Making any life changing decision requires thought and consideration, especially if that decision is taking you across the country, or even across the globe! It’s easy to forget that even the most excited employees have concerns about the relocation process.
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Frequent communication is paramount to a successful relocation for both the employee and your company. By anticipating and recognizing employee concerns, you’ll be better prepared to alleviate those worries and keep the relocation moving in the right direction.

Here are five of the most common employee concerns to relocation and how you can alleviate them:

1. What if I can’t find a place to live?

The U.S. is now experiencing the lowest inventory levels in a generation. It’s not unusual to find fifteen offers the minute a house hits the market, meaning buyers now face paying more than market value for a home. There’s a real chance your employee could sell their home in a matter of days, and not have a new home to move into in the new location.

How you can help: Timing is everything. It’s important to give your employees the time they need to find a new home and complete the move. Your Relocation Management Company, or RMC, should provide qualified real estate agents that understand the relocation process and the timelines associated with such moves.

However, if you need your employee in the new location quickly, offer them temporary corporate housing. That way, they can be assured they will have a place to stay while they continue their new home search.

2. What if our family can’t move right away?

Employees and their families often have obligations they must fulfill before moving for their new position. They may want their children to finish out the school year, have an ill family member, or a partner that has a career of their own. Regardless of the reason, it’s essential that you and your employee communicate your timelines. You can make the change easier or more difficult depending on how well you communicate deadlines and expectations.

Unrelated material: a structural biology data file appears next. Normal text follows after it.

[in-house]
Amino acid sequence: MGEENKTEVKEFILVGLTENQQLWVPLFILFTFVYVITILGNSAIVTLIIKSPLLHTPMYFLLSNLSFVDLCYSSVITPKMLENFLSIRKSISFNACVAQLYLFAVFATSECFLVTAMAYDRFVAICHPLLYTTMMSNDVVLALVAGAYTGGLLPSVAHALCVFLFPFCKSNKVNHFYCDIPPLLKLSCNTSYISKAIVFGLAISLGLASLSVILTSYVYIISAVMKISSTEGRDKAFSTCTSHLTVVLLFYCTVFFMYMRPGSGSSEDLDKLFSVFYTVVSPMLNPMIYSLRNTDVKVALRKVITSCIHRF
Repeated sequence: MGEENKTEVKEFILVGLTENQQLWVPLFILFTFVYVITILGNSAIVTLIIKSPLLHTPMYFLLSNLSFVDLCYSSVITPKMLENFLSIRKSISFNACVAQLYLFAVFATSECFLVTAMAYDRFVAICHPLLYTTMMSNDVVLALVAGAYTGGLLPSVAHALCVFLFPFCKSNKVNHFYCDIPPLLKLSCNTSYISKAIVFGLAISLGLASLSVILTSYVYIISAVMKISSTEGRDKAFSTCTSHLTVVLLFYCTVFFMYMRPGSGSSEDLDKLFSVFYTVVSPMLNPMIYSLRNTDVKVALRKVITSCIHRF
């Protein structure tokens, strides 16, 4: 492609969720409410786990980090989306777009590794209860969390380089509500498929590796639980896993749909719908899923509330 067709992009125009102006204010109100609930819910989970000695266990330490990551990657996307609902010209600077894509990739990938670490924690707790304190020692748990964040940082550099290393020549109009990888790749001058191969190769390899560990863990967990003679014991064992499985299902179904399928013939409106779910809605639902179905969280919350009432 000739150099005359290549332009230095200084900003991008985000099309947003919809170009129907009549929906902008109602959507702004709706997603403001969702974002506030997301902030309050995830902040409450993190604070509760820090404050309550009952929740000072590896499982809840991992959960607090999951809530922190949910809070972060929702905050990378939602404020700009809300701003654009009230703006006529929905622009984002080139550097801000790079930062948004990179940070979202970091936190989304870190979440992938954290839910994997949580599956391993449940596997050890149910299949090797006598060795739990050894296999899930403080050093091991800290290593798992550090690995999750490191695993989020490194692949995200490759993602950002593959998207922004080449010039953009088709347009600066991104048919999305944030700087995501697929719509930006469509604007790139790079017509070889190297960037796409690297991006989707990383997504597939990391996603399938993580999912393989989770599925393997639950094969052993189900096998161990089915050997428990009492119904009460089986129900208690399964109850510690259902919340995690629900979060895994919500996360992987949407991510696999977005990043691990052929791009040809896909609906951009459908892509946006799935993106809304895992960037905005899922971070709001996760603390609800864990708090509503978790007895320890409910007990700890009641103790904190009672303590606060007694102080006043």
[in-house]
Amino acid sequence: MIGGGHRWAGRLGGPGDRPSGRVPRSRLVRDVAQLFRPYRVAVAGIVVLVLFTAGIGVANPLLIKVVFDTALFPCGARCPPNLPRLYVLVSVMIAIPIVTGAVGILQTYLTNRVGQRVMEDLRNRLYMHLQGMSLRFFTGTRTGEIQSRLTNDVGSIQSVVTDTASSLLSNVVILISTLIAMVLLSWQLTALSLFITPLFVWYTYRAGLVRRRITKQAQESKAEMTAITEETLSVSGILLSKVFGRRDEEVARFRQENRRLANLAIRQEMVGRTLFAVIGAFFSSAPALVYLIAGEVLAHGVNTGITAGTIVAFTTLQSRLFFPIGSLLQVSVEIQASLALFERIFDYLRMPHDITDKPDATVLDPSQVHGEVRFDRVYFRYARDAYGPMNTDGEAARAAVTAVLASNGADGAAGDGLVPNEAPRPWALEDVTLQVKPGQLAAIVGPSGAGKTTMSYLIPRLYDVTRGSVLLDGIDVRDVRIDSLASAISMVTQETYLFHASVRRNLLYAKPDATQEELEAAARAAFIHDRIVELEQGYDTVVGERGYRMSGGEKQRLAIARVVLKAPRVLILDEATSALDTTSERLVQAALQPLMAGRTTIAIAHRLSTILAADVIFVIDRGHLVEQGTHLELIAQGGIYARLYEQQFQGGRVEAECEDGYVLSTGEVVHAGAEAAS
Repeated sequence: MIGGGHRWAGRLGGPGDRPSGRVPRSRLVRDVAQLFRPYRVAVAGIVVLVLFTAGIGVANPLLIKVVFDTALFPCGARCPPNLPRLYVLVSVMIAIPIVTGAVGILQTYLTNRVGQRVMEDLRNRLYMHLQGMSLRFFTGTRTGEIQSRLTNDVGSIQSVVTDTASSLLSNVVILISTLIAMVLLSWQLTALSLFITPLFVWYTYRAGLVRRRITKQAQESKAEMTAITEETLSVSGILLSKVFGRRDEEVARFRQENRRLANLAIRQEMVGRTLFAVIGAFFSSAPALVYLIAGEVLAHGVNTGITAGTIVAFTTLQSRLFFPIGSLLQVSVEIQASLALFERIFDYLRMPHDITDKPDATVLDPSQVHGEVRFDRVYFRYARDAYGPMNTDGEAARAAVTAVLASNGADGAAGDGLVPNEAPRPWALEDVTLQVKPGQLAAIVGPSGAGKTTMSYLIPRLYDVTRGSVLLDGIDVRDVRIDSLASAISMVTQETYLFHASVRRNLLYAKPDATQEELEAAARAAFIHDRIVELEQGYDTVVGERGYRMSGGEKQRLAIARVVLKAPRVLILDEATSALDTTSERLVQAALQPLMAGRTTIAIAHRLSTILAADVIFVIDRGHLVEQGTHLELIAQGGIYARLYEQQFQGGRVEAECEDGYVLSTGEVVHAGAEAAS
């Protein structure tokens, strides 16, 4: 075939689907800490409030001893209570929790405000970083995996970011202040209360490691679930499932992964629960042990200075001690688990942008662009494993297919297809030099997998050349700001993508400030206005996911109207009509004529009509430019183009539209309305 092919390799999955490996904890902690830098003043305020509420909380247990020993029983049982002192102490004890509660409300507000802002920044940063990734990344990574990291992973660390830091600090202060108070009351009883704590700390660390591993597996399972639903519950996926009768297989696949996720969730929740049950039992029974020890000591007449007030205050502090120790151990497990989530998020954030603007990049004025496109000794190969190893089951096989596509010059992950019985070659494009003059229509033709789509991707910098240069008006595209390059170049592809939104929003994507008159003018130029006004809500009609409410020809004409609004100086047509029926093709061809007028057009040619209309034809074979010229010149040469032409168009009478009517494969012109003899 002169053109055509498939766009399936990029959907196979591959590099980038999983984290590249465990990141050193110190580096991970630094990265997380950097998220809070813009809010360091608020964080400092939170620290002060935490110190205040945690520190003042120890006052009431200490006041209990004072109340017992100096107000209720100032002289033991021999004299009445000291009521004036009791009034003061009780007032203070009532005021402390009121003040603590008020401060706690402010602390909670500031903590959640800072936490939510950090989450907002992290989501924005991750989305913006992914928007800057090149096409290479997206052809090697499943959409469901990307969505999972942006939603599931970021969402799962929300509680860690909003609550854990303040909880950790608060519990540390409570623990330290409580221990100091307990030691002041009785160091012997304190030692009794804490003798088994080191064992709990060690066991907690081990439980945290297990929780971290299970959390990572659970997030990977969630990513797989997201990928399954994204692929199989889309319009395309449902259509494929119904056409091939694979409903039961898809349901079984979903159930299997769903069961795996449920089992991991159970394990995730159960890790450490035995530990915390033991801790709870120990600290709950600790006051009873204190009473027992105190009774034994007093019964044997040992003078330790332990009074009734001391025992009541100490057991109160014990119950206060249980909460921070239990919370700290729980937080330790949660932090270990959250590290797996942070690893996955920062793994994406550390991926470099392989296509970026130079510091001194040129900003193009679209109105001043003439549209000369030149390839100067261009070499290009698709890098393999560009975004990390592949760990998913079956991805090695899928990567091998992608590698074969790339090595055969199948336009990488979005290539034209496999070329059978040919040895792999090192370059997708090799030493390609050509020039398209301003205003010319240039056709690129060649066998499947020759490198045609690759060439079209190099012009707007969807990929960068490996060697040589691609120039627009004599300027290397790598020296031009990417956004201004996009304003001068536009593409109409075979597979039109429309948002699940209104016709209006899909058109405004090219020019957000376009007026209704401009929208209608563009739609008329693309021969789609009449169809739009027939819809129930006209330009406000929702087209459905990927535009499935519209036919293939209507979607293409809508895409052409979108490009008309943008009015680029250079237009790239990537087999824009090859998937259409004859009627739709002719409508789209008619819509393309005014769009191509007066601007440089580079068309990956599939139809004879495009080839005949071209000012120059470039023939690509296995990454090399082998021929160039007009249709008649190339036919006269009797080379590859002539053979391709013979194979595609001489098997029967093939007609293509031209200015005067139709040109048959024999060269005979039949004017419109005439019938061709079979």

How you can help: By regularly discussing your company needs and understanding the individual employee’s circumstances, you greatly increase the chances of retaining your top employees. If the family needs to stay in the old location longer than anticipated, offer the employee temporary housing or pay for travel expenses to and from the new location. They can then meet your expectations for the new position without uprooting their family before they’re ready.

3. What if I don’t know anyone in the new location?

Moving is stressful, but not knowing anyone in the new location makes it even more challenging. Kids especially find it difficult to move from friends, family, and schools. Your employee and their family has built a well-established network – from their favorite grocery store to the gym they frequent – it’s difficult to leave them behind. They will need to build a new network for the relocation to be successful.

How you can help: Provide information on their new city, neighborhoods, and schools. Set up an area orientation so they can familiarize themselves with their new surroundings. Help them find a new gym, daycare, or whatever else they may need to feel at home. There are websites that can help as well, such as MeetUp or Next Door, where they can find others in the area with similar interests.

4. What about my spouse and my kids?

According to our recent benchmark study, 79% of respondents state that family is the reason for declining a relocation. Their partner may have a career. Their kids may be in school and have their own friends to say goodbye to. They may have family there. Your employee cannot focus 100% on their new position when they are focused on the needs of their family.

How you can help: Spousal and family assistance is crucial. When you take the family’s needs into consideration, you are showing your employee you truly care about making this a positive experience for them. Help your employee’s spouse/partner build a resume and find a new job. Help them find a great school for their kids. Anything that you can do to show that you care about their personal life will go a long way to ease their stress and concerns.

5. What if I can’t afford to live in my new neighborhood?

Packing up and moving from rural Iowa to Manhattan would be a shock to anyone’s wallet. The cost of living can be drastically different depending on where your employee is moving from and where they are moving to. Buying a new home or renting an apartment can be difficult due to upfront costs such as security deposits, finder’s fees, and down payments. The cost of homes, taxes, even groceries, may be significantly more than what your employees are used to.

How you can help: Offer your employee a cost of living allowance (COLA) or mortgage differential assistance. Both options ease your employees into the cost of the new location. Many companies choose to taper off these benefits over the course of a few years. You can make the transition to a new city less costly and more affordable for your best employees.